By Bryan Kramer | Commentary, Featured, Marketing

Why It’s Better To Be An Underdog

People love the story of an underdog: a journey that captures relatable challenges and seemingly insurmountable odds, only to be overcome by the little guy in the face of adversity.

There’s something intrinsically human about the tale of an underdog, and it taps into our capacity to hope for the future and dream big. It also teaches us about disrupting common beliefs and overcoming and confronting society’s stigmas.

Arguably, most businesses begin in underdog mode and start their path to success with lots of obstacles. Pulling your business up from the bottom through sheer grit and determination is a story that can connect and resonate with any consumer, regardless of their background. Everyone has been in a situation where they’re not the top dog – maybe they’re not top of the class or not picked first for sports teams.

Being open with consumers and sharing your story, however difficult, can show a more human side to your business and inspire others to succeed.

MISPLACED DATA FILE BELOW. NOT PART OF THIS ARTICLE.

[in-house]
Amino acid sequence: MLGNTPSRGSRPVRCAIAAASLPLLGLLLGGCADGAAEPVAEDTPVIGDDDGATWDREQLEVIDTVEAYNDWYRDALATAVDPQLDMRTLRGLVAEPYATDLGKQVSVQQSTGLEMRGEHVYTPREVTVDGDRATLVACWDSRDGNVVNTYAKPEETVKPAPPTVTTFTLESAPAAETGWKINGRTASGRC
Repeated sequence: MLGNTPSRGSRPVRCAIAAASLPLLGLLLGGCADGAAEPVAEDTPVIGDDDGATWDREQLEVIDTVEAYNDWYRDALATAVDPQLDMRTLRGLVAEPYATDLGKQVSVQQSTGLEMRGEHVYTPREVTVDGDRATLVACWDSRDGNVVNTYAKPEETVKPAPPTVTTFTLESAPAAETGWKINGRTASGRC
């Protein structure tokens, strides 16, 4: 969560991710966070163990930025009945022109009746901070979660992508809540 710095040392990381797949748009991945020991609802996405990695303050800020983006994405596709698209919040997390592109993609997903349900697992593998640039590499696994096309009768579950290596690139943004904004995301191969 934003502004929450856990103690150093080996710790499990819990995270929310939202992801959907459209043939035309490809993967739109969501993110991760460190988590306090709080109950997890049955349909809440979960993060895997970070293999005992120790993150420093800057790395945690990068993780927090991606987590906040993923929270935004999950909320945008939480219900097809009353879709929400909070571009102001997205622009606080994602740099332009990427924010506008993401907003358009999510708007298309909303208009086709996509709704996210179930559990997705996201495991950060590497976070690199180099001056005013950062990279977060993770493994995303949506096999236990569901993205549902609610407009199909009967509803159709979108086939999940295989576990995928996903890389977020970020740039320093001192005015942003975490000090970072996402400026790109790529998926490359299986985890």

Emotive Storytelling

One of the best tech examples of how people galvanize and get behind an idea, follow its journey and root for its success is with Kickstarter projects. This platform is an ideal tool that allows the story of the underdog to be celebrated.

What’s the secret to Kickstarter success? Emotive stories that connect with an audience. The popular social fundraising platform is perfect for illustrating challenges and stigmas that underdogs face. Stories that capture adversity, hope, determination and hard work always resonate with audiences, and Kickstarter’s fundraising model exemplifies the power an underdog story can possess.